video lecture : bjarke ingels in vancouver

professor stephen toope (introduction to ian gillespie) :

ian gillespie :

00:47 “…we could have filled chan centre numerous times that night. it was really rewarding for me that people cared that much about vancouver and about the built environment in vancouver.

04:30 “architecture has the ability to solve many of the problems that we face: the issues of sustainability; the issues of affordability; the issues of growing a strong, vibrant, creative economy;”

professor leslie van duzer (introduction to bjarke ingels)  :

bjarke ingels :

01:49 paraphrasing william gibson “essentially what we are doing now will define our future. the things we surround ourselves with will define our future.”

03:28 “and i think that really gives us a realization also in architecture that we don’t have to look to astrology or complicated french philosophy or whatever architects have to find in order to complicate things, life already super-interesting and even in the practicalities of everyday life is all of the potential to create something meaningful and something poetic.”

michael green interviews bjarke ingels :

the question : if you were the chef architect of vancouver, what would your top priority be? 4 top themes: design culture, the future, issues of public space and challenges with the rules creating obstacles to great work.

04:36 bjarke “architecture is often misconceived as an elitist activity designed by architects for other architects and also the way we speak about it is often untransparent or nebulous. I think architecture is way too important to be just the concern of architects ’cause it is really the continuous and collective activity of trying to make our cities and buildings fit better with the way we want to live our lives.”

05:55 bjarke “architecture is not just a beauty contest but a question of making this more lively and more interesting city with more possibilities.”

10:18 bjarke “we can actually put forward ideas that really manifest and materializes the vision of our collective concerns and demands and desires; and through the power of ideas, we can actually get influence on where the world is going, even though we can neither pay for it nor decide it.”

14:12 steven cox “we need to begin by acknowledging the fact that we are at a place right now where the general population have a serious mistrust of the people that are generating the built environment that they live within, and i think that is a really serious problem that we need to address.”  15:17 “the only conversation that is going on right now in vancouver is a sales conversation … and we need to establish a conversation which is about why architecture is important, why development is important, why public space is important, and it’s not so much about granite countertops of my view. ”

25:04 bjarke “…all pollution is essentially an infinite resource we have not yet found the benefit of.” micheal “…this issue of durability and the tendency that we have started to create a disposable culture of building and that we haven’t changed that perspective that we were building for that 20 year term and i think you could largely suggest that as architects, we have that legacy mind and we think of our projects in terms of centuries … as opposed to perhaps shorter return of selling off condo and looking at a short term return…” bjarke “if you do great work and design great spaces, people are going to love them, and they are actually going to care for them and they’ll last. i was speaking with cbc in the break and they asked ‘all this sustainable stuff it’s gotta be very expensive, how can you pay for this sustainable stuff’ and i just told them that a friend of mine from sweden gave me a t-shirt that says ‘if you think good architecture is expensive, then try bad architecture’.”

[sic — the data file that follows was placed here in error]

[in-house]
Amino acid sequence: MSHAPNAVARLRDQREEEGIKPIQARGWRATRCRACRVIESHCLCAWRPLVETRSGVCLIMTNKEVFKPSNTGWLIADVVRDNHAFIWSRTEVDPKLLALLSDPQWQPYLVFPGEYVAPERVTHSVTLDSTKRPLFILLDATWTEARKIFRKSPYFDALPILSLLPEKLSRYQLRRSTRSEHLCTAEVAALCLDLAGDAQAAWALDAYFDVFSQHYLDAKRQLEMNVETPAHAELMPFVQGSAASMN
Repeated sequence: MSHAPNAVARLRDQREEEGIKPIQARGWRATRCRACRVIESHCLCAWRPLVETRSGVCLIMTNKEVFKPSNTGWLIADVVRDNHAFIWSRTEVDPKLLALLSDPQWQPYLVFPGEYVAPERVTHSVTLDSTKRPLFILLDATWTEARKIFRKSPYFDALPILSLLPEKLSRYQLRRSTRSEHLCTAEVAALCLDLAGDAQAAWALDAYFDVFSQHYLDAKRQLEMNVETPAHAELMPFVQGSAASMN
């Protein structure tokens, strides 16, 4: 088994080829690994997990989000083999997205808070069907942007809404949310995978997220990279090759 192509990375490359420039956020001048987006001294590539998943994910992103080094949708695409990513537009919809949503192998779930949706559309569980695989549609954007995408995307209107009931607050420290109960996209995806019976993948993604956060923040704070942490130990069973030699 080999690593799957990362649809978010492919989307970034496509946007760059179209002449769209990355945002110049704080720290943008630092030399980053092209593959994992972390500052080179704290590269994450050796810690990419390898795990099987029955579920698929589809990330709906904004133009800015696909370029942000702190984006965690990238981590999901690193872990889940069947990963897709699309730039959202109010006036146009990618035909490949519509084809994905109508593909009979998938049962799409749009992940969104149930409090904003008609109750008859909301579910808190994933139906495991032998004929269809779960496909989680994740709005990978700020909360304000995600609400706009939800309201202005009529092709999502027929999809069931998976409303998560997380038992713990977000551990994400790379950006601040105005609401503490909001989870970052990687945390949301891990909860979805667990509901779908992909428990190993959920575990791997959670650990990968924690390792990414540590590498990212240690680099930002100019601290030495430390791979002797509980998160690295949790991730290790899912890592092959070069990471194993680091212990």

28:20 omer arbel “we aspire to be the greenest city in the world, most of new construction that occurs here is built to last at most 30 years. that’s a disaster because the resources required to demolish and rebuild any building far outweigh any kind of green strategy that we can employ in constructing the building in the first place, so LEED and any kind of legislative or regulatory frameworks are actually meaningless.”

22:28 richard henriquez “many city policies discourage the creation of beautiful buildings primarily because as densities increase, these is not a proportional increase in the permitted building envelope. … in order for there to be a superb architectural response to any particular building program, flexibility is required in the permitted form of development.”

24:58 richard henriquez “…the envelope that we end up with is simply too tight and if you add the view cones on top of that, you end up with a situation where there is absolutely no choice of the form of development : you can’t respond to specific policies the city may have for creating extra density, for social housing, you can’t create public open space at grade, you can’t respond properly to neighbors because you are too close and consequently, i think we need to go and revisit how zoning entitlements are given find ways of giving bigger envelopes more flexibilities and i think in that way we will probably end up with better architecture.”

final words from bjarke ingels:

enforce the spirit – not the letter of the code

focus on the big public picture – and allow freedom in the little personal details

reward the careful – awaken the careless

welcome extraordinary projects – when they come with extraordinary ambition and commitment


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